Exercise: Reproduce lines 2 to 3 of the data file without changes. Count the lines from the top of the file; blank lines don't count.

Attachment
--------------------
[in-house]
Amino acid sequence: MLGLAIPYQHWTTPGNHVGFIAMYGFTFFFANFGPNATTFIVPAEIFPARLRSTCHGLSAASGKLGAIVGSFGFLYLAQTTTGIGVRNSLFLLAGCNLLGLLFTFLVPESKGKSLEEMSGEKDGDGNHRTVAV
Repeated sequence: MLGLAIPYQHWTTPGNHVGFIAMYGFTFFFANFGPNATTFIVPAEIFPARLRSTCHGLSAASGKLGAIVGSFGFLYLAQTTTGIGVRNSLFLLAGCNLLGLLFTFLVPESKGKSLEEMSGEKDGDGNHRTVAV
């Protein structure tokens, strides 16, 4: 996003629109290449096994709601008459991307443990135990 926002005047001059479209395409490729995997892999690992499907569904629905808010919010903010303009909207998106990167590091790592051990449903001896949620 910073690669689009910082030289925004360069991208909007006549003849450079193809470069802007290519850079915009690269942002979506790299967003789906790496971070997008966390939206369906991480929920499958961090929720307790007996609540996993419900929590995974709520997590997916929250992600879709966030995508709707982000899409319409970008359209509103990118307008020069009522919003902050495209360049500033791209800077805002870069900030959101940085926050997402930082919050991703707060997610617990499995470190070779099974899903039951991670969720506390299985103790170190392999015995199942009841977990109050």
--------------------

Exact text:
Amino acid sequence: MLGLAIPYQHWTTPGNHVGFIAMYGFTFFFANFGPNATTFIVPAEIFPARLRSTCHGLSAASGKLGAIVGSFGFLYLAQTTTGIGVRNSLFLLAGCNLLGLLFTFLVPESKGKSLEEMSGEKDGDGNHRTVAV
Repeated sequence: MLGLAIPYQHWTTPGNHVGFIAMYGFTFFFANFGPNATTFIVPAEIFPARLRSTCHGLSAASGKLGAIVGSFGFLYLAQTTTGIGVRNSLFLLAGCNLLGLLFTFLVPESKGKSLEEMSGEKDGDGNHRTVAV